Discussing the third chapter of The Inner Game of Faith by W. Timothy Gallwey and how it relates to horseback riding, faith, and my radical journey
Catch up here:
- The Inner Game of Faith Part 2~Audrey (radical7even.wordpress.com)
- The Inner Game of Faith Part 1~Audrey (radical7even.wordpress.com)
Quieting Self 1
In his book Gallwey likens tennis practice to baseball. Instead of being the player, you should be the umpire. The umpire is not biased. He has no emotional stake in a play. He just calls each play as he sees. Players have to do the same and not put negative or positive emotions in their plays.
As a horse back rider, I put an emotional value on everything. I couldn’t get Baba to do what I wanted? I would beat myself up and feel bad about myself. I had a break through in our trot or canter? I was on the moon. The emotion I felt that day dictated how well I practiced.
As I judged myself, I got to the point where I didn’t enjoy riding. It was a huge stressor in my life. But as I slowly pictured what I should look like, let go of judgment and moved with my gelding, riding became easier and fun. I let go of judgment that led to anger, displeasure, and frustration.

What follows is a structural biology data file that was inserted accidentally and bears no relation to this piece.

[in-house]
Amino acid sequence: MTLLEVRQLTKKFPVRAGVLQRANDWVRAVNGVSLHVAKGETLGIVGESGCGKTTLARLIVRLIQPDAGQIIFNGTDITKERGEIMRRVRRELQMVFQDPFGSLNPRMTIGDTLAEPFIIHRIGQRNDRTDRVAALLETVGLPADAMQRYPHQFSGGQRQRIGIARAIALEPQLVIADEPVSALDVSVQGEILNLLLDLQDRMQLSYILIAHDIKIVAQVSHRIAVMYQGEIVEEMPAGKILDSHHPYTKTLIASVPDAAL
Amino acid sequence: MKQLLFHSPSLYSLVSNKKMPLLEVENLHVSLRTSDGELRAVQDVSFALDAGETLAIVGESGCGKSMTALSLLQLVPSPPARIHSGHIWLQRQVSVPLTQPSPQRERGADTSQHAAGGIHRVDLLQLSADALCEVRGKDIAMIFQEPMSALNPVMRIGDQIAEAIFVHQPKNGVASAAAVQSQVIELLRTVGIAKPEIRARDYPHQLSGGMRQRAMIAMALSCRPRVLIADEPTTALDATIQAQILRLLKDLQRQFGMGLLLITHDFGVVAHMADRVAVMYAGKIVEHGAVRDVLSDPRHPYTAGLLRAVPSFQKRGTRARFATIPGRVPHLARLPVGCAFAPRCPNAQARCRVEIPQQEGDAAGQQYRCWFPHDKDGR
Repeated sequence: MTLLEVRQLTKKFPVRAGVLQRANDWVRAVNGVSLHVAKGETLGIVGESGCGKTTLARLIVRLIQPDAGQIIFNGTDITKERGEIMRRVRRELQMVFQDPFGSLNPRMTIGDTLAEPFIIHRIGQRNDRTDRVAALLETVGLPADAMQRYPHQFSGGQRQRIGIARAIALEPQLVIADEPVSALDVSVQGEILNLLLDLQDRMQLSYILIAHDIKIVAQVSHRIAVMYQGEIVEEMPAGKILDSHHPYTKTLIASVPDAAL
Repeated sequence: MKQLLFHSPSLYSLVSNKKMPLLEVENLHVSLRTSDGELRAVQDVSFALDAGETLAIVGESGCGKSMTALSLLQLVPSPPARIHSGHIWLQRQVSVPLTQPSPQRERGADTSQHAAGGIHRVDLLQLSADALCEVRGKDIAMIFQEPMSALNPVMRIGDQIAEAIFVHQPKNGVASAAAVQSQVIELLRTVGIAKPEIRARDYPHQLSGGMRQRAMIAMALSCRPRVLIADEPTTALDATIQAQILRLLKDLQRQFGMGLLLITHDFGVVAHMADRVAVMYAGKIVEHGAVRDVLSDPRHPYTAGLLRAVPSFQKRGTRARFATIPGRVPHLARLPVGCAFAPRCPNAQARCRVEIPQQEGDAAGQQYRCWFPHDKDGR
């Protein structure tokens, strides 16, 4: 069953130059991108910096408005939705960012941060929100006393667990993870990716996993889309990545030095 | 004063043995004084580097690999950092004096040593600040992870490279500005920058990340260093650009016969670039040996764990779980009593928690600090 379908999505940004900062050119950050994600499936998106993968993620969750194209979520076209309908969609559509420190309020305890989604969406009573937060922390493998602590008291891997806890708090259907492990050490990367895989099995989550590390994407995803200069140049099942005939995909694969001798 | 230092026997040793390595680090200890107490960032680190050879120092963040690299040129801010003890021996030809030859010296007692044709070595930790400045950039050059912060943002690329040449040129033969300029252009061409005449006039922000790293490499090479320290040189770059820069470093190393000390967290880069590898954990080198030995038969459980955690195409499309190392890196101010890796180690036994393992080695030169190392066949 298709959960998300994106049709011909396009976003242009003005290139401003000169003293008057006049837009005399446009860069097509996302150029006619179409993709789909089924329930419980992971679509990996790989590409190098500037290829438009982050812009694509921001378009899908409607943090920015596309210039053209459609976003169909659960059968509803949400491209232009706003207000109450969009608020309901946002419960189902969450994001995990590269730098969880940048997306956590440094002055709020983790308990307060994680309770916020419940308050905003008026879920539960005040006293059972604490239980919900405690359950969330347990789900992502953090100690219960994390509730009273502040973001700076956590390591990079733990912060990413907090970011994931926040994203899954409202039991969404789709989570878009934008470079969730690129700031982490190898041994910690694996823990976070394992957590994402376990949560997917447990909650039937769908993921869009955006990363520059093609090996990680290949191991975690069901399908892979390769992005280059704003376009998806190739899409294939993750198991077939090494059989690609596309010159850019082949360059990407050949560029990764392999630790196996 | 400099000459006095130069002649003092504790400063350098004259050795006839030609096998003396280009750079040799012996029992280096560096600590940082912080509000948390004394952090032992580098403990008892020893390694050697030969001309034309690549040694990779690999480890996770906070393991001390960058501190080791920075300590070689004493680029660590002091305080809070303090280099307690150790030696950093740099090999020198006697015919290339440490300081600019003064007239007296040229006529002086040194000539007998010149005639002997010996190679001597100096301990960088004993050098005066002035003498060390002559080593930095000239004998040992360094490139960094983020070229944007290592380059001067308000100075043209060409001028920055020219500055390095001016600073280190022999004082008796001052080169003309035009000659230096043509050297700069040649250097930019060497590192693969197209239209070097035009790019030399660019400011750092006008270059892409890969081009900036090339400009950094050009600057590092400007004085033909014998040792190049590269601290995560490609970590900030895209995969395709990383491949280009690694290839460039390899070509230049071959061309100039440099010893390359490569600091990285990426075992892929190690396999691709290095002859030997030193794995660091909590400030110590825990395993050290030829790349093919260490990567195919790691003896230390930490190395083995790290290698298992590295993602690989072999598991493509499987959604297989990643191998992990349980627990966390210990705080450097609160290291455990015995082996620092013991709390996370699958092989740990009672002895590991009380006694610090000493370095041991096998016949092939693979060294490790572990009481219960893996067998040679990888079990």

Gallwey says that Self 1 wants all the credit. It wants to brag about doing well. But faith in itself does not boast. Faith shouldn’t be about how we view ourselves as Christians in comparison to others. We should give up preconceived notion of what we should be, and let God mold us.
Walking with Jesus is an emotional experience so it is hard to removed emotional judgments of your actions. It’s not that we should remove emotions, but the judgment of how we measure up to anyone other than Christ. We cannot all be Mother Teresa nor should we be. God made us special with a specific purpose.
As I learn to trust Baba more, we accomplished more advanced skills. As I learn to trust God more, I walk down a more meaningful path. I have let go of comparing myself to other riders and Christians in order to motivate myself. I let God (and Baba) move me instead.